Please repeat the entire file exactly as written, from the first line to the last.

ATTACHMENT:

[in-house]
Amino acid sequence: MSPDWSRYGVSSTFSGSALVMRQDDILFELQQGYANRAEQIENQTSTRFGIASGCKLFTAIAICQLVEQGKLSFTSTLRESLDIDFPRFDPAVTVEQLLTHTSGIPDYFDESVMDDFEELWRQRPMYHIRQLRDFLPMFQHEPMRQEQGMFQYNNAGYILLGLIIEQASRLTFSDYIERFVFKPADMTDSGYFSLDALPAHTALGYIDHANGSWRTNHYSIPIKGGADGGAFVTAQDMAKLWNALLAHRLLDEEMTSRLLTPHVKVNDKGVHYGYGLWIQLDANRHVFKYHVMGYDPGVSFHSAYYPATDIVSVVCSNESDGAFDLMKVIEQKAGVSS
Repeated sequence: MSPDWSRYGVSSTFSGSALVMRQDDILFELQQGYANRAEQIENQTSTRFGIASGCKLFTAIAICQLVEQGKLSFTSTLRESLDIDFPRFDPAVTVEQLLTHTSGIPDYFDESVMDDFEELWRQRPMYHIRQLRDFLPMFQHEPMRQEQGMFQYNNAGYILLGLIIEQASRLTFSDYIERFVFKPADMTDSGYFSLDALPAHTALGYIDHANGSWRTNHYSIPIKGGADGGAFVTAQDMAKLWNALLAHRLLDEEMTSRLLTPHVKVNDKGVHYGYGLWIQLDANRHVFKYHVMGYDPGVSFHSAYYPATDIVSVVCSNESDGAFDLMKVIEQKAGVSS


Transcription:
[in-house]
Amino acid sequence: MSPDWSRYGVSSTFSGSALVMRQDDILFELQQGYANRAEQIENQTSTRFGIASGCKLFTAIAICQLVEQGKLSFTSTLRESLDIDFPRFDPAVTVEQLLTHTSGIPDYFDESVMDDFEELWRQRPMYHIRQLRDFLPMFQHEPMRQEQGMFQYNNAGYILLGLIIEQASRLTFSDYIERFVFKPADMTDSGYFSLDALPAHTALGYIDHANGSWRTNHYSIPIKGGADGGAFVTAQDMAKLWNALLAHRLLDEEMTSRLLTPHVKVNDKGVHYGYGLWIQLDANRHVFKYHVMGYDPGVSFHSAYYPATDIVSVVCSNESDGAFDLMKVIEQKAGVSS
Repeated sequence: MSPDWSRYGVSSTFSGSALVMRQDDILFELQQGYANRAEQIENQTSTRFGIASGCKLFTAIAICQLVEQGKLSFTSTLRESLDIDFPRFDPAVTVEQLLTHTSGIPDYFDESVMDDFEELWRQRPMYHIRQLRDFLPMFQHEPMRQEQGMFQYNNAGYILLGLIIEQASRLTFSDYIERFVFKPADMTDSGYFSLDALPAHTALGYIDHANGSWRTNHYSIPIKGGADGGAFVTAQDMAKLWNALLAHRLLDEEMTSRLLTPHVKVNDKGVHYGYGLWIQLDANRHVFKYHVMGYDPGVSFHSAYYPATDIVSVVCSNESDGAFDLMKVIEQKAGVSS